Exodus at Rollapadu
Why are birds abandoning the Rollapadu Wildlife Sanctuary in Andhra Pradesh? PRASHANTH M B, VIKRAM ADITYA & T GANESH |
THE GRASSLANDS around Rollapadu, a village in Andhra Pradesh’s Kurnool district, was declared a sanctuary in 1988 to protect the dwindling populations of the critically endangered Great Indian Bustard. The bustard inhabits dry and semi-arid regions of the country which hold naturally occurring grasslands and savannahs. The decision to declare it as a sanctuary was also to preserve the Rollapadu grasslands, which are critical for the survival of semi-arid and grassland fauna in the Deccan region. Such grasslands, as part of protected areas, occupy much less than one per cent of the total land area of the country, but are home to many threatened fauna such as blackbuck, floricans, harriers, wolves and distinct plant communities. A guard who has lived in the sanctuary since it got the protected status recollects having spotted half-a-dozen bustards, many breeding pairs and solitary birds in the sanctuary area about 15 years ago.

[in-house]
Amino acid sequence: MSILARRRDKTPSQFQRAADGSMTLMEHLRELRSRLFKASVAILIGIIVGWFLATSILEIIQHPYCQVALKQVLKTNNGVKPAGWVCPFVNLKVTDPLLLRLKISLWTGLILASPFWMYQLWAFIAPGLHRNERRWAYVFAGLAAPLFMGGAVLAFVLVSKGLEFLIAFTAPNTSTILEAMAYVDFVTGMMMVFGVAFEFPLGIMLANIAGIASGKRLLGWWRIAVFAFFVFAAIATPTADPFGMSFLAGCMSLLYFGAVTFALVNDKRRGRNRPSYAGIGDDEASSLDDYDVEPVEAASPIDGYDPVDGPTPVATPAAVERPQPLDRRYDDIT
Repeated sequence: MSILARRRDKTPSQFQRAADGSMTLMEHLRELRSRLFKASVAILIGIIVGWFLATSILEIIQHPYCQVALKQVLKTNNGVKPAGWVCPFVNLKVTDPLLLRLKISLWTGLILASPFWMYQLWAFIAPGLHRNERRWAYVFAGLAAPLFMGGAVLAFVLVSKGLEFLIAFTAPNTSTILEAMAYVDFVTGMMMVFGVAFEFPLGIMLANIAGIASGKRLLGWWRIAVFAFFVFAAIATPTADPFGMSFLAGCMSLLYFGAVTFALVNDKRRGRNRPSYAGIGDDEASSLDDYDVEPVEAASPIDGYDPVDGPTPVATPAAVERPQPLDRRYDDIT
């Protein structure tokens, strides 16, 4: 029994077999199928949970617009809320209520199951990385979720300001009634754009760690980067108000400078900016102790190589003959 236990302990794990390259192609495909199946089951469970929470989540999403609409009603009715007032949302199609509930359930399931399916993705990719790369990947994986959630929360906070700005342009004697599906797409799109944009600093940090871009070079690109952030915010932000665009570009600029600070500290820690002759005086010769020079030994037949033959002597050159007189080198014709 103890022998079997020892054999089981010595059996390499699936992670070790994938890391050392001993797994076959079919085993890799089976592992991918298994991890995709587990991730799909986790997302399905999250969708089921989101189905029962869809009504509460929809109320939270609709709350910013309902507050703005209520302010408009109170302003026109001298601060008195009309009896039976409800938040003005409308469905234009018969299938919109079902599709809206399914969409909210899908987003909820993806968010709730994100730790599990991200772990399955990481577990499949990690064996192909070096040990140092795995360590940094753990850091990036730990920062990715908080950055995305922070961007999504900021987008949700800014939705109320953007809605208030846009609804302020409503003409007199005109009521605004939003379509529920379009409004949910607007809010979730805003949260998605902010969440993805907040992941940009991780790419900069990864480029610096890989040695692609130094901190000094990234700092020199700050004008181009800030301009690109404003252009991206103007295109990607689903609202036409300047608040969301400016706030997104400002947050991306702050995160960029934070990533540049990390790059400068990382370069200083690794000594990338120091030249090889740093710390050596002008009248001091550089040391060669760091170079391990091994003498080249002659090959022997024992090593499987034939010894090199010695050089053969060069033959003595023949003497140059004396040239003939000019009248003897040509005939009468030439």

But today, bird species that were extremely common earlier are rarely spotted in Rollapadu. Forest officials say they are hardly able to spot the bustards once or twice a year. Not just the Great Indian Bustard, Montagu’s harrier—a magnificent migratory bird that travels from parts of central Asia to the sanctuary every winter— has also shown declining trends of its presence. Two decades ago, the bird visited the sanctuary in hundreds, according to a study by the Bombay Natural History Society. In 2016, their recorded numbers had dropped to just about 50-75.
It is rare to spot a Great Indian Bustard in the Rollapadu Wildlife Sanctuary